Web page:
The Kombucha Incentive – the Conscious Choice of Tyler Beerman


To start a company is hard. To start a company after a serious car crash might seem unimaginable. But Tyler Beerman – a Santa Barbara-local and the brain behind Conscious Kombucha – has done just that.

I meet with Tyler on a sunny Thursday afternoon in the backyard of the kitchen where he creates the magical beverage, in the middle of the microbreweries of the Funk Zone. The fountain in the corner of the yard brings a calming feel to the location, and it is hard for me to imagine that the person sitting in front of me with orange-tinted sunglasses and his Conscious-cap on sideways is a kombucha-brewer. But looks can be deceiving.

Tyler Beerman and Co-founder Matt Lutes

Tyler Beerman and Co-founder Matt Lutes in front of a fermenting vessel being filled with boiling water

Kombucha, being the probiotic health drink made of fermented sweetened tea that you can read about in last weeks Odyssey piece, has been around for millennia but has only recently seen the light of day in mainstream culture. Tyler Beerman is one of the brewer entrepreneurs that decided two years ago that he wanted to share his take on the beverage with the world, and he did just that. And it all started with a life-changing event.

“I got into a car accident, and I was in the hospital. I had traumatic brain injuries, concussion, and the doctors basically told me that the only thing I could do to improve my thinking and my health was to drink a lot of water, eat really healthy, and stay away from alcohol.” Tyler Beerman

Tyler tells me that he was staying at his girlfriend’s house after the accident, and since his system was in shock after the crash that he wasn’t able to eat for a couple of days. So when his girlfriend came home one day and brought a bottle of kombucha he decided to give it a try.

“On the label it said ‘detox’, ‘cleanse’, ‘enzymes’, ‘probiotics’ and all of this stuff and I thought that this has to be good for you, and it said that it had less than half a percent of alcohol. I actually drank two of those that afternoon and then basically started incorporating that into my diet.”

Tyler’s own brewing adventure started not long after that afternoon, when he wished for a brewing kit for the holidays.

“First I got a brewing kit for Christmas, I actually asked for it because I was drinking so much and spending so much money that I wanted to brew my own. I tried a lot of different teas, different recipes, and then I was out downtown one night, really craving some kombucha on tap, ice cold with a little bit of a fizz.”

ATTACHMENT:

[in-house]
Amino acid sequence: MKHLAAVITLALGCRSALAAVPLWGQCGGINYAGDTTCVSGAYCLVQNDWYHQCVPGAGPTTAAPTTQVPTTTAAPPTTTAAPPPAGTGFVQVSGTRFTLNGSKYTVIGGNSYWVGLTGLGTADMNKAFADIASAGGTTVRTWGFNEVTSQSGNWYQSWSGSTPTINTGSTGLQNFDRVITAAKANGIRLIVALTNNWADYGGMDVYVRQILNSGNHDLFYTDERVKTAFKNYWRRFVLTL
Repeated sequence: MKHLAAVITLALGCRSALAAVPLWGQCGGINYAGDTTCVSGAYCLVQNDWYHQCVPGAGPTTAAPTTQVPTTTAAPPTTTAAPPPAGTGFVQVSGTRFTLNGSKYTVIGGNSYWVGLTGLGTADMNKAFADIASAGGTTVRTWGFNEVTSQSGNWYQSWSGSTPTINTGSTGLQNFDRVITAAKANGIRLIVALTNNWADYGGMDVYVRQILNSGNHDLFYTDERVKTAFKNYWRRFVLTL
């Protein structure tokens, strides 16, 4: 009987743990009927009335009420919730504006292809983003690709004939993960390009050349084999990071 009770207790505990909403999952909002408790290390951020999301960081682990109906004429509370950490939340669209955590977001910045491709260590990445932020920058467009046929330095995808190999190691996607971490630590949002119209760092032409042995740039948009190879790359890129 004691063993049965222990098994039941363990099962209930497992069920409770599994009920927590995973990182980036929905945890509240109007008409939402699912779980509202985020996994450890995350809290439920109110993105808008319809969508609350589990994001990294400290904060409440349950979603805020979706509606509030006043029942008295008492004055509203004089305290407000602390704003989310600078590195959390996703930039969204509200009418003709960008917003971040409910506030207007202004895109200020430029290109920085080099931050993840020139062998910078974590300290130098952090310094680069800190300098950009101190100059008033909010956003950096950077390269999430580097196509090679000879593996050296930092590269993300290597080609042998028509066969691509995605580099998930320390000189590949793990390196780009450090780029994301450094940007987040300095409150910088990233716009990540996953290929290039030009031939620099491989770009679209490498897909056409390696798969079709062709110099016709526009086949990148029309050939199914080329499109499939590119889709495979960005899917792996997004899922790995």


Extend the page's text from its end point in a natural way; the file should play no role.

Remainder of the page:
“A fizzy, fermented, probiotic beverage that is slightly effervescent, that has a bite but also a little bit of sweet and a little bit of sour.” Empty kegs that are about to be filled with the fermented liquid brewing in the back-room.

There and then, Tyler decided that he wanted to do what other people were not doing: He was going to start putting kombucha in kegs, and offer it at places where there needs to be a healthy alternative.

“Some people don’t even drink alcohol at all so I think kombucha is a really acceptable drink for those who want to keep themselves away from alcohol but still get the benefit from all the nutrients that kombuchaConscious-Kombucha carries.”

A Conscious Choice

When I ask about how the brand name came to life, Tyler leans back.

“It carries a lot of different meanings. I wanted to create more than just a company. I wanted to create a brand built on culture. For me that culture was self-improvement and improving what I put into my body.”

Tyler tells me that he had a lot of difficulties after the car accident, and that the struggle he has faced helped him name his brand.

“I was trying to recover from the brain injury. I was having memory impairment, speech impediment, stuttering, I couldn’t really carry a conversation or write an email. Every day I was striving towards improving the company, and improving myself. I couldn’t improve the company unless I improved myself, so the name took on several meanings.”